Personally, I don't believe 24 pretty immobile 3.7" HAA guns trundling around the battlefield circa Op Brevity, Battleaxe or Crusader would have made the slightest difference to either the outcome or events or the tactical thinking. The Germans were already a bit twitchy due to the influence of the 25-pdr.
The 25-pdr was not all that spectacular in the anti-tank role. The 3-inch 20cwt gun probably had a third more penetration.

A few troops of relatively immobile 3.7-inch guns would have been a tasty addition to the Boxes at Gazala.

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Re: What prevented the QF 3.7-inch AA gun being used in the Anti Tank role.

Post by MarkN » 13 Nov 2018 20:16

Gooner1 wrote:
13 Nov 2018 17:53
MarkN wrote:
12 Nov 2018 17:53
Personally, I don't believe 24 pretty immobile 3.7" HAA guns trundling around the battlefield circa Op Brevity, Battleaxe or Crusader would have made the slightest difference to either the outcome or events or the tactical thinking. The Germans were already a bit twitchy due to the influence of the 25-pdr.
The 25-pdr was not all that spectacular in the anti-tank role. The 3-inch 20cwt gun probably had a third more penetration.
No it wasn't. But reading German diaries, they had a healthy respect that it hurt them at distance and thus had a similar effect on twitching German nerves at a range somewhat greater than the 2-pdr.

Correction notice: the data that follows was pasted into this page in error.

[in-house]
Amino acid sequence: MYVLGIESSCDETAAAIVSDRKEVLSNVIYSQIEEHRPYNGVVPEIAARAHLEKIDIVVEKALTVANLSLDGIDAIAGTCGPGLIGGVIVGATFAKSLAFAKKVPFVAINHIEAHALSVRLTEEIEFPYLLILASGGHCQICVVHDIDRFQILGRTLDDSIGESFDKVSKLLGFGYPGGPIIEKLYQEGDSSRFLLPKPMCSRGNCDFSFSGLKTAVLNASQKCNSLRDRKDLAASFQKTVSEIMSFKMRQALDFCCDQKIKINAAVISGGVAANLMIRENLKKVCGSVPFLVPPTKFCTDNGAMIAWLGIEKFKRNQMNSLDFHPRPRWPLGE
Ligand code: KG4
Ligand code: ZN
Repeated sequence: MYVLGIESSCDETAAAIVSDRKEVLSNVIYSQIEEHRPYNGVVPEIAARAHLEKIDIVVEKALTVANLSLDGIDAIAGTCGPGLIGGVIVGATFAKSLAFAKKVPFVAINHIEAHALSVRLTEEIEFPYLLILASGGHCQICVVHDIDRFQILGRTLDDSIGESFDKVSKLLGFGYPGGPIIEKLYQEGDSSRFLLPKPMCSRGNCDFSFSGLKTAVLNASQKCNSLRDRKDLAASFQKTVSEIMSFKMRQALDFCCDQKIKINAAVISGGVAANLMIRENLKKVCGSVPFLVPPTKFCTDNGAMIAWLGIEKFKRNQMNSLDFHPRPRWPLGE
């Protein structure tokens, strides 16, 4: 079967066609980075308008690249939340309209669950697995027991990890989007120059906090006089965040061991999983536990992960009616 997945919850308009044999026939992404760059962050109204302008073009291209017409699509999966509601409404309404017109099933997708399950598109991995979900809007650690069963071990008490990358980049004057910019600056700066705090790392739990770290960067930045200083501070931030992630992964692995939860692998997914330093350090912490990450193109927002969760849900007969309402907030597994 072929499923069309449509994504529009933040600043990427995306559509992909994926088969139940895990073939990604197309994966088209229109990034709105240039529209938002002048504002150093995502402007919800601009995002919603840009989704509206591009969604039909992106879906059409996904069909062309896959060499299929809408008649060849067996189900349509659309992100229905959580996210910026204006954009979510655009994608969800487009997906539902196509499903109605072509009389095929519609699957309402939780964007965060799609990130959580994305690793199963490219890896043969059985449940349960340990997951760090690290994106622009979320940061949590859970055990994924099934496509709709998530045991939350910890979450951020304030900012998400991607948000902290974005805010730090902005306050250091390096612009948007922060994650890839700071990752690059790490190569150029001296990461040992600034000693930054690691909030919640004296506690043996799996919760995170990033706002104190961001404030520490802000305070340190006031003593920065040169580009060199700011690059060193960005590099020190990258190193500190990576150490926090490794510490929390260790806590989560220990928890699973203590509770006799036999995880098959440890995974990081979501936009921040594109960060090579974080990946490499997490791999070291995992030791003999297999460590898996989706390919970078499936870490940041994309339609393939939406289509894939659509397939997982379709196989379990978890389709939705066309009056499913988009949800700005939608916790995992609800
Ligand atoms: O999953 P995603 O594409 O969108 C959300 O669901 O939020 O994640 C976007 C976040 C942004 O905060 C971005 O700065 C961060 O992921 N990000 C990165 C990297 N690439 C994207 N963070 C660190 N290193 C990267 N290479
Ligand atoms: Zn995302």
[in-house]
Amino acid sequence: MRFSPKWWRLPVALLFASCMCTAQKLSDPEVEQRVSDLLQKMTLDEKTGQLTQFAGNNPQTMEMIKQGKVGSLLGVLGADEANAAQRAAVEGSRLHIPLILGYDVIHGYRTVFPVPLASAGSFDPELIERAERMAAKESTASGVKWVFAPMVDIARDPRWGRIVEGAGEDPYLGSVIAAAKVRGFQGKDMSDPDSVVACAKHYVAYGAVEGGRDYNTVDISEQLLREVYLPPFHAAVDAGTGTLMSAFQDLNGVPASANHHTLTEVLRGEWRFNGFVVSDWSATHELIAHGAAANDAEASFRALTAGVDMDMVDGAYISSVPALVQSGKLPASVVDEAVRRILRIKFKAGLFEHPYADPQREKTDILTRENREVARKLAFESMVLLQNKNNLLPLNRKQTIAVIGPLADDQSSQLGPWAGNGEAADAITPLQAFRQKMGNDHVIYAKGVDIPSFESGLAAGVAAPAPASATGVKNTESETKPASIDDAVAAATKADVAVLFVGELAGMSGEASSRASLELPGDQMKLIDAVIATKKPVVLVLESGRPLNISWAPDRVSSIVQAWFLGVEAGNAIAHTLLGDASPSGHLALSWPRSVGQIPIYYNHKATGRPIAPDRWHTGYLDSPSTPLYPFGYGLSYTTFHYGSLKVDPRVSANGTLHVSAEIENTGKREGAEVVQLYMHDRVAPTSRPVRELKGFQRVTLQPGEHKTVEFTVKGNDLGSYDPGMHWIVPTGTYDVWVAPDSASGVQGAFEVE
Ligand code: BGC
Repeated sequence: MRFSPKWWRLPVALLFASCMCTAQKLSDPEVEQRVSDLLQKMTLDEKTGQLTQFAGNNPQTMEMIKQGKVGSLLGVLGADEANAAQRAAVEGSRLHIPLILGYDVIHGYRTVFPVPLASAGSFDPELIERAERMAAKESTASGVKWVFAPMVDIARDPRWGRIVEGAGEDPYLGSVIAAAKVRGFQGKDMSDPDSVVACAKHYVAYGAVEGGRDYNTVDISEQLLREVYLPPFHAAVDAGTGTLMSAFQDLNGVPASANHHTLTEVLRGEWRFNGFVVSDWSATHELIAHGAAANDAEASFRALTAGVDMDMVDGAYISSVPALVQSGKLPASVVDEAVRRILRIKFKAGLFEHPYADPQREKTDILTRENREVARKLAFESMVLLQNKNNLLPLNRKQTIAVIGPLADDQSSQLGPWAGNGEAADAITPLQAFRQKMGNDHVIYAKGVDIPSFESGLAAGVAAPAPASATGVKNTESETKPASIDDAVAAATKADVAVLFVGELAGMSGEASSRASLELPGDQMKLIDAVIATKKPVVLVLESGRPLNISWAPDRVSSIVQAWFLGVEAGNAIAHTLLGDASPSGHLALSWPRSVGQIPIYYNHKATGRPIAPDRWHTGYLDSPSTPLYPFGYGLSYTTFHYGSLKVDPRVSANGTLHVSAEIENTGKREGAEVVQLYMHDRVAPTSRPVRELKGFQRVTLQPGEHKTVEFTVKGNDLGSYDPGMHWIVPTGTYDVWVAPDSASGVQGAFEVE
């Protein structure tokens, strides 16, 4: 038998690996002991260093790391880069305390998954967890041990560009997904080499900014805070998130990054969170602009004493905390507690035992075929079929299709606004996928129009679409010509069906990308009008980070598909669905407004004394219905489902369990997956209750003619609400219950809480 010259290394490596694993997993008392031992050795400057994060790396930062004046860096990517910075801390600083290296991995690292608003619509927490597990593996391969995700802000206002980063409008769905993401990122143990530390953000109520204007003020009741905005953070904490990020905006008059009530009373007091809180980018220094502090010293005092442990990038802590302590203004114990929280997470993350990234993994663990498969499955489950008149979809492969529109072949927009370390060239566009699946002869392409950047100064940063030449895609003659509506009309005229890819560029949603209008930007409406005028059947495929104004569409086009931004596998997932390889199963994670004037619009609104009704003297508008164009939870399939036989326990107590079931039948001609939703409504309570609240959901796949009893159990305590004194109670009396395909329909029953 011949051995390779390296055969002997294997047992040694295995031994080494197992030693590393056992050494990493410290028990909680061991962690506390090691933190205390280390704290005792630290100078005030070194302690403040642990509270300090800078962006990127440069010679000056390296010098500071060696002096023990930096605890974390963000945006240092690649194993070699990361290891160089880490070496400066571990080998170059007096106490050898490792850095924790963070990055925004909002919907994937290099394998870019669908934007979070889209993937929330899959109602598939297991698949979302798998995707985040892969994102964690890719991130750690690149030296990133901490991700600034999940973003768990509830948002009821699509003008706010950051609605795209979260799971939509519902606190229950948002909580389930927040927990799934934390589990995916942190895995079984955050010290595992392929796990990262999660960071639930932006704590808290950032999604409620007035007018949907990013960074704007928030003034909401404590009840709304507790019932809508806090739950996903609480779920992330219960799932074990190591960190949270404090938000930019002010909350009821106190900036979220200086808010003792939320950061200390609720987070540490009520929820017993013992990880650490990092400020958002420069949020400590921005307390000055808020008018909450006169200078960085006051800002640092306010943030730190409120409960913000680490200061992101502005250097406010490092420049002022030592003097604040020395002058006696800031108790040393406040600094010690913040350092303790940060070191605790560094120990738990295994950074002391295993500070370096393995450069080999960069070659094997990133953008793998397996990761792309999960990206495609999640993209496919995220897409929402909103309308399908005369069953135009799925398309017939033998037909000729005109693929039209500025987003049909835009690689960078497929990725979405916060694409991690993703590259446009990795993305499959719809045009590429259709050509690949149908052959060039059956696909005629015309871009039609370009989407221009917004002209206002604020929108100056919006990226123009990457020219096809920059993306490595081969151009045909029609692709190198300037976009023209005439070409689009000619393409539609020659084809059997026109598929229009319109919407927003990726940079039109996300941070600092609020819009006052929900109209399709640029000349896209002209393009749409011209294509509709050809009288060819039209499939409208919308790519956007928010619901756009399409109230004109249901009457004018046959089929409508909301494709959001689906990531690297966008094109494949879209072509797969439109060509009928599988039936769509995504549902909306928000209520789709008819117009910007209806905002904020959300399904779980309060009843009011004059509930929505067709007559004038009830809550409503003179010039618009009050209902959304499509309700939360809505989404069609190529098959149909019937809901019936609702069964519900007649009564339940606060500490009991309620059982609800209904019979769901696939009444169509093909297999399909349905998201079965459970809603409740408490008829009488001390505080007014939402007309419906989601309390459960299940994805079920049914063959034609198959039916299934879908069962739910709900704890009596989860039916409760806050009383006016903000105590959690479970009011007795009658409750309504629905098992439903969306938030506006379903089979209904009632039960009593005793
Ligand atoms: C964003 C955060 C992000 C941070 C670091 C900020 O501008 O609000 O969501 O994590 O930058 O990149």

And who was still operating 3" guns in the Mediterranean, when and where? Solve that riddle and you'll see it was a bit of a non-starter.
Gooner1 wrote:
13 Nov 2018 17:53
A few troops of relatively immobile 3.7-inch guns would have been a tasty addition to the Boxes at Gazala.
Some where placed in the rearward boxes and had some fun against the pantsers: Knightsbridge and El Adem boxes spring to mind. Key point was that they were in the rearward boxes that hopefully were defences of the last resort and thus didn't require mobility.

Whenever the 3.7" HAA gun found itself in range of pantsers, it was used: Boulogne 1940, Benghazi 1941, Gazala/Tobruk 1942. There was no ban on its use as an ATK asset, it just wasn't often in a location to have a go.

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Re: What prevented the QF 3.7-inch AA gun being used in the Anti Tank role.

Post by Gooner1 » 14 Nov 2018 18:07

MarkN wrote:
13 Nov 2018 20:16
No it wasn't. But reading German diaries, they had a healthy respect that it hurt them at distance and thus had a similar effect on twitching German nerves at a range somewhat greater than the 2-pdr.

And who was still operating 3" guns in the Mediterranean, when and where? Solve that riddle and you'll see it was a bit of a non-starter.
Respect for the 25-pdr could have been replaced by fear of the 3-inch ...